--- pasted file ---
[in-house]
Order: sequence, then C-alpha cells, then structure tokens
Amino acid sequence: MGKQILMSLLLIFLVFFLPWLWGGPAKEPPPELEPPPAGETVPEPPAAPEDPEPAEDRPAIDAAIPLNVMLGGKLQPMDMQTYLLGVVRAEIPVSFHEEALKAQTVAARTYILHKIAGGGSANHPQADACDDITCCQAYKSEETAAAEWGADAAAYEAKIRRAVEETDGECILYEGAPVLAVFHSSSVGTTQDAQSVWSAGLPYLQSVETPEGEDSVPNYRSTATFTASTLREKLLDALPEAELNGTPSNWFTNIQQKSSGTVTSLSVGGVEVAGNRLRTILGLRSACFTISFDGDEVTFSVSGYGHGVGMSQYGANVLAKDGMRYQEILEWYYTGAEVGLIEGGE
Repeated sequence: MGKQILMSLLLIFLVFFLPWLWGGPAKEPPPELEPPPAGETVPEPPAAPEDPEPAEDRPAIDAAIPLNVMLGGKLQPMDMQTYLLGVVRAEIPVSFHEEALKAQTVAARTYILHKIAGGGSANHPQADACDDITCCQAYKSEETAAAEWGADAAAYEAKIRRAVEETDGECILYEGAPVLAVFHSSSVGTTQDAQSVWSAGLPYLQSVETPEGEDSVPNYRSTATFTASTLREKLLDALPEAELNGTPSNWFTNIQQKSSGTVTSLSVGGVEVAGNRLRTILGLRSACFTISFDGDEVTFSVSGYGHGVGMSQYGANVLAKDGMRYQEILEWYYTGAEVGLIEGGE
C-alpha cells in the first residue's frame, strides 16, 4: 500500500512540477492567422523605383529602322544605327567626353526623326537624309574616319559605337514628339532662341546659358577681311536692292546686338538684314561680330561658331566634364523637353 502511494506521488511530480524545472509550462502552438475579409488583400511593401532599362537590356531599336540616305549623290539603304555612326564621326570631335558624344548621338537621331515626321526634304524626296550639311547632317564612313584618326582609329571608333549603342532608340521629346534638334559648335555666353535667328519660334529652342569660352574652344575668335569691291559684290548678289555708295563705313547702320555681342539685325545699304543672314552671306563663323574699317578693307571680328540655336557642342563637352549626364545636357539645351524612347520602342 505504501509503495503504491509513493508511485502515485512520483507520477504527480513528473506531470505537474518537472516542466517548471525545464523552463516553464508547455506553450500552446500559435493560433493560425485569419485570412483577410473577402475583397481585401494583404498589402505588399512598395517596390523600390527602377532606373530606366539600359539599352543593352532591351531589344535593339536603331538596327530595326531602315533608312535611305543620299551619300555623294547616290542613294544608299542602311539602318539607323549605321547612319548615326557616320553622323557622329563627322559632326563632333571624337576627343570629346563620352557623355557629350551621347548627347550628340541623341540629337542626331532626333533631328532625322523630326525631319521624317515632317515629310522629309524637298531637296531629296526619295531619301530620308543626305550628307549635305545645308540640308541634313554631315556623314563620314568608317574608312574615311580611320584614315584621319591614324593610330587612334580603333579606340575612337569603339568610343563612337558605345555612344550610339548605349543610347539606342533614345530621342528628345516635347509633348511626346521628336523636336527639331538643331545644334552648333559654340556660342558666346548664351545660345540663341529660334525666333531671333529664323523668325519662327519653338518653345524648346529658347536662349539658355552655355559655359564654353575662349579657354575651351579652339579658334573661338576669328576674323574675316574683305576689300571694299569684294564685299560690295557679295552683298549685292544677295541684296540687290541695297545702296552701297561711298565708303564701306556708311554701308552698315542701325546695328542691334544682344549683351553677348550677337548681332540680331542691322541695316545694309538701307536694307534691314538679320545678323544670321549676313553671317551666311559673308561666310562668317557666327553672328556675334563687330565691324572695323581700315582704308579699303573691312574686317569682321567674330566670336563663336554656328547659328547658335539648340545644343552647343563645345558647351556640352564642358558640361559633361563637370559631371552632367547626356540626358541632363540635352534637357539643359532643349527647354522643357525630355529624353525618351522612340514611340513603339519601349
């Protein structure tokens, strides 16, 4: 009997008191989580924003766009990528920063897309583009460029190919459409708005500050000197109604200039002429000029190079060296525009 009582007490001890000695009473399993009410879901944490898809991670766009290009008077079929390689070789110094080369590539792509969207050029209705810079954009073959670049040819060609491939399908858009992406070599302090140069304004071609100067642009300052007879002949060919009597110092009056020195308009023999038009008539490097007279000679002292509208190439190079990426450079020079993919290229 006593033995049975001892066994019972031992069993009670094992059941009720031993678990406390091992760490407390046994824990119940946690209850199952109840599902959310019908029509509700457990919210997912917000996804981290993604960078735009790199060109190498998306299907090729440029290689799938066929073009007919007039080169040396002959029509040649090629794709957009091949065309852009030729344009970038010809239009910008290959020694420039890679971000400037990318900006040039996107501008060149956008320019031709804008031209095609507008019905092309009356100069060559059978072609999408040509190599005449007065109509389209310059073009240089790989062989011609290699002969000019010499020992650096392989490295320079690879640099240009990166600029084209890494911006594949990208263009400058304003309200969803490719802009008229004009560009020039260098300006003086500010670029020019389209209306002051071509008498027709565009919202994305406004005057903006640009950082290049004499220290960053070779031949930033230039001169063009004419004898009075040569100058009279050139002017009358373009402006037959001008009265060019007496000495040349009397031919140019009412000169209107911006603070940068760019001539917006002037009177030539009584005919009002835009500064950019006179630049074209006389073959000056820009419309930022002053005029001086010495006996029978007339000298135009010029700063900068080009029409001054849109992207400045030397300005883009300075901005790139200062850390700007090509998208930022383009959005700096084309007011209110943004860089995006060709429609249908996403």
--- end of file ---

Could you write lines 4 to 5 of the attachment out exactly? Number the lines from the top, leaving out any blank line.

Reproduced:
Repeated sequence: MGKQILMSLLLIFLVFFLPWLWGGPAKEPPPELEPPPAGETVPEPPAAPEDPEPAEDRPAIDAAIPLNVMLGGKLQPMDMQTYLLGVVRAEIPVSFHEEALKAQTVAARTYILHKIAGGGSANHPQADACDDITCCQAYKSEETAAAEWGADAAAYEAKIRRAVEETDGECILYEGAPVLAVFHSSSVGTTQDAQSVWSAGLPYLQSVETPEGEDSVPNYRSTATFTASTLREKLLDALPEAELNGTPSNWFTNIQQKSSGTVTSLSVGGVEVAGNRLRTILGLRSACFTISFDGDEVTFSVSGYGHGVGMSQYGANVLAKDGMRYQEILEWYYTGAEVGLIEGGE
C-alpha cells in the first residue's frame, strides 16, 4: 500500500512540477492567422523605383529602322544605327567626353526623326537624309574616319559605337514628339532662341546659358577681311536692292546686338538684314561680330561658331566634364523637353 502511494506521488511530480524545472509550462502552438475579409488583400511593401532599362537590356531599336540616305549623290539603304555612326564621326570631335558624344548621338537621331515626321526634304524626296550639311547632317564612313584618326582609329571608333549603342532608340521629346534638334559648335555666353535667328519660334529652342569660352574652344575668335569691291559684290548678289555708295563705313547702320555681342539685325545699304543672314552671306563663323574699317578693307571680328540655336557642342563637352549626364545636357539645351524612347520602342 505504501509503495503504491509513493508511485502515485512520483507520477504527480513528473506531470505537474518537472516542466517548471525545464523552463516553464508547455506553450500552446500559435493560433493560425485569419485570412483577410473577402475583397481585401494583404498589402505588399512598395517596390523600390527602377532606373530606366539600359539599352543593352532591351531589344535593339536603331538596327530595326531602315533608312535611305543620299551619300555623294547616290542613294544608299542602311539602318539607323549605321547612319548615326557616320553622323557622329563627322559632326563632333571624337576627343570629346563620352557623355557629350551621347548627347550628340541623341540629337542626331532626333533631328532625322523630326525631319521624317515632317515629310522629309524637298531637296531629296526619295531619301530620308543626305550628307549635305545645308540640308541634313554631315556623314563620314568608317574608312574615311580611320584614315584621319591614324593610330587612334580603333579606340575612337569603339568610343563612337558605345555612344550610339548605349543610347539606342533614345530621342528628345516635347509633348511626346521628336523636336527639331538643331545644334552648333559654340556660342558666346548664351545660345540663341529660334525666333531671333529664323523668325519662327519653338518653345524648346529658347536662349539658355552655355559655359564654353575662349579657354575651351579652339579658334573661338576669328576674323574675316574683305576689300571694299569684294564685299560690295557679295552683298549685292544677295541684296540687290541695297545702296552701297561711298565708303564701306556708311554701308552698315542701325546695328542691334544682344549683351553677348550677337548681332540680331542691322541695316545694309538701307536694307534691314538679320545678323544670321549676313553671317551666311559673308561666310562668317557666327553672328556675334563687330565691324572695323581700315582704308579699303573691312574686317569682321567674330566670336563663336554656328547659328547658335539648340545644343552647343563645345558647351556640352564642358558640361559633361563637370559631371552632367547626356540626358541632363540635352534637357539643359532643349527647354522643357525630355529624353525618351522612340514611340513603339519601349